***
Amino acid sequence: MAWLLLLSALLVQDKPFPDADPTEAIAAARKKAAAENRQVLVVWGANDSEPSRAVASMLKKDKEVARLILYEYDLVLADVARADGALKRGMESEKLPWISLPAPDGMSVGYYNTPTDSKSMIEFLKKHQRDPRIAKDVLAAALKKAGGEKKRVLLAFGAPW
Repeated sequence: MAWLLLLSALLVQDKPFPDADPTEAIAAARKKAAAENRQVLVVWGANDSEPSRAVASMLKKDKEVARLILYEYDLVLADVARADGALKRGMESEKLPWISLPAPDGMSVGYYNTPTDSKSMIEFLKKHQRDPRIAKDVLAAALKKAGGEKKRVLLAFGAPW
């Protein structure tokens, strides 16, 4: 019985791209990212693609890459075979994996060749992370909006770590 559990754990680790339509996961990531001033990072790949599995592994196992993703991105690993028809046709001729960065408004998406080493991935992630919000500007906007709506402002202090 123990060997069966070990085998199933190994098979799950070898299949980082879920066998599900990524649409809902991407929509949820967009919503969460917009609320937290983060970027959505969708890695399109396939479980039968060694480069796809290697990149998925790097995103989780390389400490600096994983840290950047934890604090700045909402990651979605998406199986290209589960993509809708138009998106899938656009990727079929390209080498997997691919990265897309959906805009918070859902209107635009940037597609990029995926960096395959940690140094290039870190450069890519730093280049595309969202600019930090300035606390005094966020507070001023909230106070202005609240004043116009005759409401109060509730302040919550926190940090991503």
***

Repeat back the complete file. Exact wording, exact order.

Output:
Amino acid sequence: MAWLLLLSALLVQDKPFPDADPTEAIAAARKKAAAENRQVLVVWGANDSEPSRAVASMLKKDKEVARLILYEYDLVLADVARADGALKRGMESEKLPWISLPAPDGMSVGYYNTPTDSKSMIEFLKKHQRDPRIAKDVLAAALKKAGGEKKRVLLAFGAPW
Repeated sequence: MAWLLLLSALLVQDKPFPDADPTEAIAAARKKAAAENRQVLVVWGANDSEPSRAVASMLKKDKEVARLILYEYDLVLADVARADGALKRGMESEKLPWISLPAPDGMSVGYYNTPTDSKSMIEFLKKHQRDPRIAKDVLAAALKKAGGEKKRVLLAFGAPW
């Protein structure tokens, strides 16, 4: 019985791209990212693609890459075979994996060749992370909006770590 559990754990680790339509996961990531001033990072790949599995592994196992993703991105690993028809046709001729960065408004998406080493991935992630919000500007906007709506402002202090 123990060997069966070990085998199933190994098979799950070898299949980082879920066998599900990524649409809902991407929509949820967009919503969460917009609320937290983060970027959505969708890695399109396939479980039968060694480069796809290697990149998925790097995103989780390389400490600096994983840290950047934890604090700045909402990651979605998406199986290209589960993509809708138009998106899938656009990727079929390209080498997997691919990265897309959906805009918070859902209107635009940037597609990029995926960096395959940690140094290039870190450069890519730093280049595309969202600019930090300035606390005094966020507070001023909230106070202005609240004043116009005759409401109060509730302040919550926190940090991503």